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Drawing upon the work of Osman and Thorne (1988), a model of bank erosion and bank failure was created for a large alluvial river located in the Great Lakes basin. The model was successfully calibrated to a dataset of 20 transects surveyed approximately five and one-half years apart. Bank erosion can be a significant component of non-point source loads, but is often neglected in watershed analysis. This model offers a simple, yet conceptually rigorous technique for estimating and forecasting first order approximations of bank erosion and bank failure losses.

The bank erosion model is written in FORTRAN and utilizes a Newton-Raphson technique to solve for water depth based on bed slope, bottom width, bank height and slope, mannings n, and flow.

Bed shear is calculated as a function of the average cross-section velocity and roughness height. This shear is adjusted by an empirical correction factor that accounts for the effects of river bends. The model utilizes Lick's equation (Gailani,, 1991) to calculate bed erosion of cohesive sediments. The erosion routine accounts for the timedependent effect of armoring. The model checks bank stability at every time step and calculates bank failure area and mass lost if stability criteria are exceeded.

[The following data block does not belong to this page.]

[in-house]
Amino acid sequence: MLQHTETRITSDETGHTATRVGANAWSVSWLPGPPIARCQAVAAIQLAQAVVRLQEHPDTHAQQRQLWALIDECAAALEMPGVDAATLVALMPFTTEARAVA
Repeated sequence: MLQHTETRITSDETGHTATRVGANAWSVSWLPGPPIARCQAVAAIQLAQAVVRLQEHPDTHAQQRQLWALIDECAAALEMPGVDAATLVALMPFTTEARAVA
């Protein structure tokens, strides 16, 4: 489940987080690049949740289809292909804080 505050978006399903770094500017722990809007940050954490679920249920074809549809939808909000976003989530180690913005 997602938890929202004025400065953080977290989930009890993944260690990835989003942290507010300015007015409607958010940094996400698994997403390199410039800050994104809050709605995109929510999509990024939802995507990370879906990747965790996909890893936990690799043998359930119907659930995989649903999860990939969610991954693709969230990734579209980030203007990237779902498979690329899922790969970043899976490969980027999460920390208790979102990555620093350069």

The underlying assumption for appropriate model application is that the river under study is undergoing systemic adjustment (bed degradation and bank width increase) to outside forces, such as urbanization or dam decommissioning.

This paper presents the model formulation, the data requirements and the process of application. Data and results from the calibration will be included as an example of an appropriate application. The model's limitations, associated uncertainty and recommendations for its use as a forecasting tool on other systems will also be covered.

Document Type: Research Article


Publication date: January 1, 2002

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  • Proceedings of the Water Environment Federation is an archive of papers published in the proceedings of the annual Water Environment Federation® Technical Exhibition and Conference (WEFTEC® ) and specialty conferences held since the year 2000. These proceedings are not peer reviewed.

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